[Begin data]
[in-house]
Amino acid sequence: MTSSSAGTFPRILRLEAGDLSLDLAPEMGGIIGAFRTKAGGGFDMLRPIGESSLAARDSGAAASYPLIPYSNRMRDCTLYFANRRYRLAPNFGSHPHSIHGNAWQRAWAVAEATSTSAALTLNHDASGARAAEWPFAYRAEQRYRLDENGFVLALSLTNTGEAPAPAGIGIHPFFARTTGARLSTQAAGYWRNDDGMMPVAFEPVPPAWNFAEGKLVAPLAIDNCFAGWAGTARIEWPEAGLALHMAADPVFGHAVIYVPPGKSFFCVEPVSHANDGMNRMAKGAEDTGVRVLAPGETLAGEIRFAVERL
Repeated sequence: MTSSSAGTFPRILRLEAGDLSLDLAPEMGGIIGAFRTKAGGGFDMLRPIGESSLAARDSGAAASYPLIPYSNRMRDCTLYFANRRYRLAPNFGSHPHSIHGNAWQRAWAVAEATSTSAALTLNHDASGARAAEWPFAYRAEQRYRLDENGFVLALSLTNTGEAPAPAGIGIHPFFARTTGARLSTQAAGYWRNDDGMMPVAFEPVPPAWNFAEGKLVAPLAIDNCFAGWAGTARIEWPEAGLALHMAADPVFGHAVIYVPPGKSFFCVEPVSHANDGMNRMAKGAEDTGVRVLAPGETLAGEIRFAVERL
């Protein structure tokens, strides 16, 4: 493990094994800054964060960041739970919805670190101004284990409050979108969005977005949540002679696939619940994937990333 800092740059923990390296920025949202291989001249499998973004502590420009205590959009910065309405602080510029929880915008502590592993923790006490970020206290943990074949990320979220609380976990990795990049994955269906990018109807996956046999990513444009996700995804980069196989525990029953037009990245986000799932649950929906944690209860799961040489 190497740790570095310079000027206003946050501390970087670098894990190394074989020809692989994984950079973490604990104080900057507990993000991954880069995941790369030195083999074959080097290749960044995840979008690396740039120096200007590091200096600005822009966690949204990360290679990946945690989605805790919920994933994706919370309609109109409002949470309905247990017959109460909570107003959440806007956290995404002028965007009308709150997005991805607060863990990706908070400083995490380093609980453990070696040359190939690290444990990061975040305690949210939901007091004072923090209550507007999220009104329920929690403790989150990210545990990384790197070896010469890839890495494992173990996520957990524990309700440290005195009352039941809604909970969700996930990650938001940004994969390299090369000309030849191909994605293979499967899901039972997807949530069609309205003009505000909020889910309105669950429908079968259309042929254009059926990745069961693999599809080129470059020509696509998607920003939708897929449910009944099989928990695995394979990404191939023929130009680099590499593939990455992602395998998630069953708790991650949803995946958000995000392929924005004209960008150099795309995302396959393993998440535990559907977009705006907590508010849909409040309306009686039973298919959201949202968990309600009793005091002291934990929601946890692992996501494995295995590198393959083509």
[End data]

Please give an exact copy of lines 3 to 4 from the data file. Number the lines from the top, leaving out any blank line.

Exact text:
Repeated sequence: MTSSSAGTFPRILRLEAGDLSLDLAPEMGGIIGAFRTKAGGGFDMLRPIGESSLAARDSGAAASYPLIPYSNRMRDCTLYFANRRYRLAPNFGSHPHSIHGNAWQRAWAVAEATSTSAALTLNHDASGARAAEWPFAYRAEQRYRLDENGFVLALSLTNTGEAPAPAGIGIHPFFARTTGARLSTQAAGYWRNDDGMMPVAFEPVPPAWNFAEGKLVAPLAIDNCFAGWAGTARIEWPEAGLALHMAADPVFGHAVIYVPPGKSFFCVEPVSHANDGMNRMAKGAEDTGVRVLAPGETLAGEIRFAVERL
């Protein structure tokens, strides 16, 4: 493990094994800054964060960041739970919805670190101004284990409050979108969005977005949540002679696939619940994937990333 800092740059923990390296920025949202291989001249499998973004502590420009205590959009910065309405602080510029929880915008502590592993923790006490970020206290943990074949990320979220609380976990990795990049994955269906990018109807996956046999990513444009996700995804980069196989525990029953037009990245986000799932649950929906944690209860799961040489 190497740790570095310079000027206003946050501390970087670098894990190394074989020809692989994984950079973490604990104080900057507990993000991954880069995941790369030195083999074959080097290749960044995840979008690396740039120096200007590091200096600005822009966690949204990360290679990946945690989605805790919920994933994706919370309609109109409002949470309905247990017959109460909570107003959440806007956290995404002028965007009308709150997005991805607060863990990706908070400083995490380093609980453990070696040359190939690290444990990061975040305690949210939901007091004072923090209550507007999220009104329920929690403790989150990210545990990384790197070896010469890839890495494992173990996520957990524990309700440290005195009352039941809604909970969700996930990650938001940004994969390299090369000309030849191909994605293979499967899901039972997807949530069609309205003009505000909020889910309105669950429908079968259309042929254009059926990745069961693999599809080129470059020509696509998607920003939708897929449910009944099989928990695995394979990404191939023929130009680099590499593939990455992602395998998630069953708790991650949803995946958000995000392929924005004209960008150099795309995302396959393993998440535990559907977009705006907590508010849909409040309306009686039973298919959201949202968990309600009793005091002291934990929601946890692992996501494995295995590198393959083509």